To Lack of Firmness and Decision—Great harm is done by a lack of firmness and decision. I have known parents to say, You cannot have this or that, and then relent, thinking they may be too strict, and give the child the very thing they at first refused. A lifelong injury is thus inflicted. It is an important law of the mind—one which should not be overlooked—that when a desired object is so firmly denied as to remove all hope, the mind will soon cease to long for it, and will be occupied in other pursuits. But as long as there is any hope of gaining the desired object, an effort will be made to obtain it....CG 283.4

    When it is necessary for parents to give a direct command, the penalty of disobedience should be as unvarying as are the laws of nature. Children who are under this firm, decisive rule know that when a thing is forbidden or denied, no teasing or artifice will secure their object. Hence they soon learn to submit and are much happier in so doing. The children of undecided and overindulgent parents have a constant hope that coaxing, crying, or sullenness may gain their object, or that they may venture to disobey without suffering the penalty. Thus they are kept in a state of desire, hope, and uncertainty, which makes them restless, irritable, and insubordinate. God holds such parents guilty of wrecking the happiness of their children. This wicked mismanagement is the key to the impenitence and irreligion of thousands. It has proved the ruin of many who have professed the Christian name.16The Signs of the Times, February 9, 1882.CG 284.1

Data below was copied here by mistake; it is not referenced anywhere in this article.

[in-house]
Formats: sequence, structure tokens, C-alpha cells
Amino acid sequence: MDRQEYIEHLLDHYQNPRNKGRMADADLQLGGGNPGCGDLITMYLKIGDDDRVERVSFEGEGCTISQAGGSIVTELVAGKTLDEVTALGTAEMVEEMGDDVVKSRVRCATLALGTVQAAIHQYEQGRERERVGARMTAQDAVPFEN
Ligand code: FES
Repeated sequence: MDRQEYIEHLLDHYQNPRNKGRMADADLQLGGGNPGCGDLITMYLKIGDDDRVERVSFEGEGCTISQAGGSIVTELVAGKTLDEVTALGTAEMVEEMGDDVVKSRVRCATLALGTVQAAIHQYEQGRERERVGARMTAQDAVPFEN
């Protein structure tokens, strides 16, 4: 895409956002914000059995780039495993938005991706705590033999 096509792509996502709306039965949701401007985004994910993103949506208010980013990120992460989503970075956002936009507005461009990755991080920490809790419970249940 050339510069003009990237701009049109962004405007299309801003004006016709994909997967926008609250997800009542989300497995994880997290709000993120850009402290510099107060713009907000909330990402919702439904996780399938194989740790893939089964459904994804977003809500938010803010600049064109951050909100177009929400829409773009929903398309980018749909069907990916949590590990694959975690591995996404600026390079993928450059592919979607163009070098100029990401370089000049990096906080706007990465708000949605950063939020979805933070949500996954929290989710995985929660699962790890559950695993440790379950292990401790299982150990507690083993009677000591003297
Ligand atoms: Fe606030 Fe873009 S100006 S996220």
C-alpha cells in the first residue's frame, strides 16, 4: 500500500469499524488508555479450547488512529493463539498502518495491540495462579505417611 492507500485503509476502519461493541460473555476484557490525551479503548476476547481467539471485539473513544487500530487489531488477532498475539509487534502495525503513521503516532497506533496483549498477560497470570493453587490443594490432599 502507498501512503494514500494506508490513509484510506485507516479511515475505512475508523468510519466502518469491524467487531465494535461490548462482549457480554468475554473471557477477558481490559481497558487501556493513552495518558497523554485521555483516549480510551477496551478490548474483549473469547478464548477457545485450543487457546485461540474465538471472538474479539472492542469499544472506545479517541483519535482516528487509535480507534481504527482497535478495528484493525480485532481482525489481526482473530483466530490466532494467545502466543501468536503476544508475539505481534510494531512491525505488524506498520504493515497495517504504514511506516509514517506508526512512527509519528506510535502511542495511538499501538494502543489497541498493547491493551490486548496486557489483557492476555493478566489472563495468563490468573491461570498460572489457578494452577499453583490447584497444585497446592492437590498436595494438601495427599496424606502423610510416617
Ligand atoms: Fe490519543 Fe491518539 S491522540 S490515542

To Unnecessary Restrictions—When parents become old and have young children to bring up, the father is likely to feel that the children must follow in the sturdy, rugged path in which he himself is traveling. It is difficult for him to realize that his children are in need of having life made pleasant and happy for them by their parents.CG 284.2